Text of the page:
Yes, that is an eagle is this telephoto-challenged image of my friend, Jim, who joined me on the trip.
This photo shows another "dot" that is an eagle. Of course, the weather pry kept a dozen eagles and ospreys from showing off for us.
At the end, we all pitched in to get the boats from the sand up the bank. Then we executed our shuttle plan and that's when the winds came up.
A high-winds warning was actually issued for Clay County near Vermillion at 4 p.m. and we were off the water about 3:15. So, in the middle of carrying and tying down, we were all in a 40 mph screamer, but we got 'em loaded and got out of there.
I know our "in list" for this trip was nearly 20 before the forecast became so grim, so I think the SDCA should seek to set a June date to revisit this stretch. In good weather, with some friends, it'd be even better than it as was on Saturday.
Post a comment, or contact Jarett or Rick, perhaps we can start kicking around "do-over" dates.
Big thanks to the eight aggressive, team-minded kayakers who jumped in and saw the river at its honest value during this cruise, and as mentioned, to Rick for his oversight. We had a safe, effective trip, and until we control the weather, that's pretty darn good.
Friday, May 9, 2008
If you're coming into Vermillion from the east, on 50, there is a nasty rash of road construction just as you enter town. It's nasty.
Take the 50 Bypass around that mess, but make sure you turn left at the Polaris plant, then go back to Cherry Street and continue west.
If you don't turn left, you'll continue towards Yankton and have to backtrack further than you'll want to.
The traffic was one-lane, either way, and it was cones everywhere.
On a brighter note it is not raining now, and the hospitality in Vermillion is excellent.
Also, gas in town here was $3.49; in Sioux Falls at the Flying J it as $3.63, fyi.
See you tomorrow, 11 a.m.
Thursday, May 8, 2008
The Siouxland Heritage Museums will host their second Big Sioux River Fur Trade Canoe Trip on May 31. The 14-mile downstream trip goes from the Big Sioux Recreation Area near Brandon to the Grandview Road boat ramp, near Lake Alvin.
Museum staff provide history of the fur trade in South Dakota and the role of the Big Sioux in the industry in the Midwest.
From their Web site, "Admission for the day will be $22 for adults and $15 for kids 12-17 accompanied by an adult."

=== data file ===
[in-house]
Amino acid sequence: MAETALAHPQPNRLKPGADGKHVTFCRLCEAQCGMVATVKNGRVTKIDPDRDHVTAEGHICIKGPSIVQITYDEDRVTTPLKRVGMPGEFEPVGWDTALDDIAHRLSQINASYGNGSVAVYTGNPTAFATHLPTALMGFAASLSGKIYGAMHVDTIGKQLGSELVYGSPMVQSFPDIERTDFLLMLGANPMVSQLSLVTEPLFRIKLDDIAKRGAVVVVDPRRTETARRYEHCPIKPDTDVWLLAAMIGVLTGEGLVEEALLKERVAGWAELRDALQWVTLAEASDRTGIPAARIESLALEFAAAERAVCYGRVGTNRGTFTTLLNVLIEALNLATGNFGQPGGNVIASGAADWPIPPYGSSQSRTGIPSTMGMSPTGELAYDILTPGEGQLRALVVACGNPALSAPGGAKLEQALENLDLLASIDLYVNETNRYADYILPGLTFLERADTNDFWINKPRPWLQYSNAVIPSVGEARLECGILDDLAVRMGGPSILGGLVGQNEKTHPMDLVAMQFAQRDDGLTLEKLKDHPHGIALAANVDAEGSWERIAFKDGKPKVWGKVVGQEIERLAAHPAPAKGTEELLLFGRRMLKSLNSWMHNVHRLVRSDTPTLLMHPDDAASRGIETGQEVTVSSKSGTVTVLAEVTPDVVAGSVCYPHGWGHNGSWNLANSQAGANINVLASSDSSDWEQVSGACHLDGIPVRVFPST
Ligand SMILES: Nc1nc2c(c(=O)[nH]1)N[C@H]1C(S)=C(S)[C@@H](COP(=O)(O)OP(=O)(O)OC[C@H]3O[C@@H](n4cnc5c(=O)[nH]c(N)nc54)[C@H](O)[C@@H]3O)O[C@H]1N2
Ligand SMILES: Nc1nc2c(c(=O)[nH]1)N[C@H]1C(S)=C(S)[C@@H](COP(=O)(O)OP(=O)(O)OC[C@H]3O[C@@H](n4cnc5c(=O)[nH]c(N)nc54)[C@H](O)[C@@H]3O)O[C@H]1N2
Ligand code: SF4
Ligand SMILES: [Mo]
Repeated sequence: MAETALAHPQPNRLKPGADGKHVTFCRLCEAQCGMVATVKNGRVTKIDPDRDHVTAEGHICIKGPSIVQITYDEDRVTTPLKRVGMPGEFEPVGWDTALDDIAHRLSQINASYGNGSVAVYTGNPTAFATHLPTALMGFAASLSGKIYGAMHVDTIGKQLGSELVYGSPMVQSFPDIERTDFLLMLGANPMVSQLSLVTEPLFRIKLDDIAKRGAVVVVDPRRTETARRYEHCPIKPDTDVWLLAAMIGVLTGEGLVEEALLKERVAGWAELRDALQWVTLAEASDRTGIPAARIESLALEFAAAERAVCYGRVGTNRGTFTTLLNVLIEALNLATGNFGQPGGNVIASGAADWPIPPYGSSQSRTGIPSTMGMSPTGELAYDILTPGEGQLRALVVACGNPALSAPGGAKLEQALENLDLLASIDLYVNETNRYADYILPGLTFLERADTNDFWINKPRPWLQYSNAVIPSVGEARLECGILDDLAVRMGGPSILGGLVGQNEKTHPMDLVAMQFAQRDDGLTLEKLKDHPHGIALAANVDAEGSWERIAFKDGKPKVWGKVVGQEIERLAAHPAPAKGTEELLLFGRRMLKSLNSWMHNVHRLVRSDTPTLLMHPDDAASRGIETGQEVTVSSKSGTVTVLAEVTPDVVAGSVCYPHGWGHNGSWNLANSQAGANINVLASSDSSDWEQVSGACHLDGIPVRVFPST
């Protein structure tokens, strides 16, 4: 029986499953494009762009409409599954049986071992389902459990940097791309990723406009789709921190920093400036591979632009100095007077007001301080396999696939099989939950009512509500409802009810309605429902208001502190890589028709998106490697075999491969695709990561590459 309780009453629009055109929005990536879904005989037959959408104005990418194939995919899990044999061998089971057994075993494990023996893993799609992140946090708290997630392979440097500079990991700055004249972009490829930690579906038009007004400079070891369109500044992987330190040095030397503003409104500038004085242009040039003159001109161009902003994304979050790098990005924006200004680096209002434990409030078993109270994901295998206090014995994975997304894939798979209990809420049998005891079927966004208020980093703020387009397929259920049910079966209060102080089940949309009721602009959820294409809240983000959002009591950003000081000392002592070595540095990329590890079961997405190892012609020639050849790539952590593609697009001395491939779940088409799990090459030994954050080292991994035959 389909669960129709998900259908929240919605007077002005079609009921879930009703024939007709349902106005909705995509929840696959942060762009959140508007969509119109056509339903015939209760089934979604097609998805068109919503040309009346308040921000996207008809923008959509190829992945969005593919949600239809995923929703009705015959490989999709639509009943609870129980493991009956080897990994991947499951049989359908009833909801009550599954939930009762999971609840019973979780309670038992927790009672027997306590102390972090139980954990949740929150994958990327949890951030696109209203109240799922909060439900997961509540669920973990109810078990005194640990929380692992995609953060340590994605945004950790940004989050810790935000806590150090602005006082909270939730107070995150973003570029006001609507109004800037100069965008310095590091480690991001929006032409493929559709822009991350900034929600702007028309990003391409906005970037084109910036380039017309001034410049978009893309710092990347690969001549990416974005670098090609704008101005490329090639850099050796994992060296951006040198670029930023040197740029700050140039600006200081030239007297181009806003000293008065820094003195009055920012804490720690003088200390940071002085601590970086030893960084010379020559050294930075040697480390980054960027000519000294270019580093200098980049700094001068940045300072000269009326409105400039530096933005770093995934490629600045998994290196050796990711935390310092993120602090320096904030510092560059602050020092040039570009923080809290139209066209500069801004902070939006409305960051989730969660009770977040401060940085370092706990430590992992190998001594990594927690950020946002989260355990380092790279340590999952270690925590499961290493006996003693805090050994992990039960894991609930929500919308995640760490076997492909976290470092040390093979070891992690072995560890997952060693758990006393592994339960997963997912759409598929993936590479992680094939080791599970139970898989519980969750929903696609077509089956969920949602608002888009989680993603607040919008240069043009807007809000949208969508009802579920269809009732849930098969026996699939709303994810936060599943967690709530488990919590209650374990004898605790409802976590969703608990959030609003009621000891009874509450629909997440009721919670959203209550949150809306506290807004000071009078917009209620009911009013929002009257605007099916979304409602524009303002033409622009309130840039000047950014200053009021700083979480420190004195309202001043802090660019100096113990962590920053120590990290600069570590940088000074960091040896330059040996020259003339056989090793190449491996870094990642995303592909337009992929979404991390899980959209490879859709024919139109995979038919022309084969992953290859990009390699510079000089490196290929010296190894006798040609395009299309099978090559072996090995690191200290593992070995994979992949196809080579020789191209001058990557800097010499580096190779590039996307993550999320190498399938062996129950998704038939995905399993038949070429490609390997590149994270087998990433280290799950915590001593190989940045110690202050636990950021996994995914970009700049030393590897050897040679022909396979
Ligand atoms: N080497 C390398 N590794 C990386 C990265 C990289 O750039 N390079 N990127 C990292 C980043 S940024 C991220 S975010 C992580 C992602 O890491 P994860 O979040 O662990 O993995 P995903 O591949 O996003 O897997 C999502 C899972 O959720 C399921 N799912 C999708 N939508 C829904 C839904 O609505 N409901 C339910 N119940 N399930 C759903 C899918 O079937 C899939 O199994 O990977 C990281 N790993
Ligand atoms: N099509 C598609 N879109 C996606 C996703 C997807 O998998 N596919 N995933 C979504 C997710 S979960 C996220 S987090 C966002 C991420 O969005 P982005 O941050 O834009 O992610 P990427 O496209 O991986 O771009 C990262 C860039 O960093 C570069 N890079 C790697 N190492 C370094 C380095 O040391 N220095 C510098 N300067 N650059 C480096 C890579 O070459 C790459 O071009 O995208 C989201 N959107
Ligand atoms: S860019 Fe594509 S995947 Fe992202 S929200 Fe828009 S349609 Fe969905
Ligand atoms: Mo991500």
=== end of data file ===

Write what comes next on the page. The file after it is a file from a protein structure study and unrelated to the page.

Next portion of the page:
It's a bring-your-own-boat event. But they say:
"Rentals can be acquired based upon availability of the suppliers. Space is limited for this unique river tour. Call (605) 367-4210 to register."
I assume this means byob, i.e., the fee does not include a boat rental. Just to clarify. But call 'em up, we had members who did this trip last year and enjoyed it.
Did you take part in this event last year? If so, post to the comments and tell people if it's worth the price, if you would be so kind.
4573 - vietnam - Monsoon rain and boat on the Mekong river
Originally uploaded by loupiote (Old Skool)
Saturday: Occasional rain, mainly after 1 p.m. High near 54. East winds between 10 and 15 mph. Chance of precipitation is 80 percent.
The cruise is still a green-light GO, so pack rain gear, extra hat, a spare towel, anything you might like to have for a less-than-ideal-conditions paddle.
Rick Johns said paddling the route in the rain, mild rain, often is very relaxing. As we used to say in the marines, "If it ain't raining, we ain't training."
But this is no training session or "mission," it's a cruise, so we apologize in advance if we all arrive and the conditions are hopeless.
Please come out if the May rain is not a buzzkill for you.
Bring rain gear, and call or e-mail Rick or me if you have questions.
See you Saturday!
Missouri River Cruise
11 a.m. May 10
Holmes Welding and Manufacturing parking lot, at the junction of Timber Road and Highways 50 (Biz) and 19, just west of Vermillion, take Cherry St. through town.
Honcho: Rick Johns, email@example.com
More info: Jarett Bies, 605-941-4940, firstname.lastname@example.org.
Wednesday, May 7, 2008
YWCA Pool, Sioux Falls
11:30 a.m., set-up time and bring in first set of boats
Noon: We're on the water until 2 p.m., when open swim begins.
Call or e-mail Jarett, email@example.com, or Steven Dahlmeier, firstname.lastname@example.org, to reserve a spot or get more information.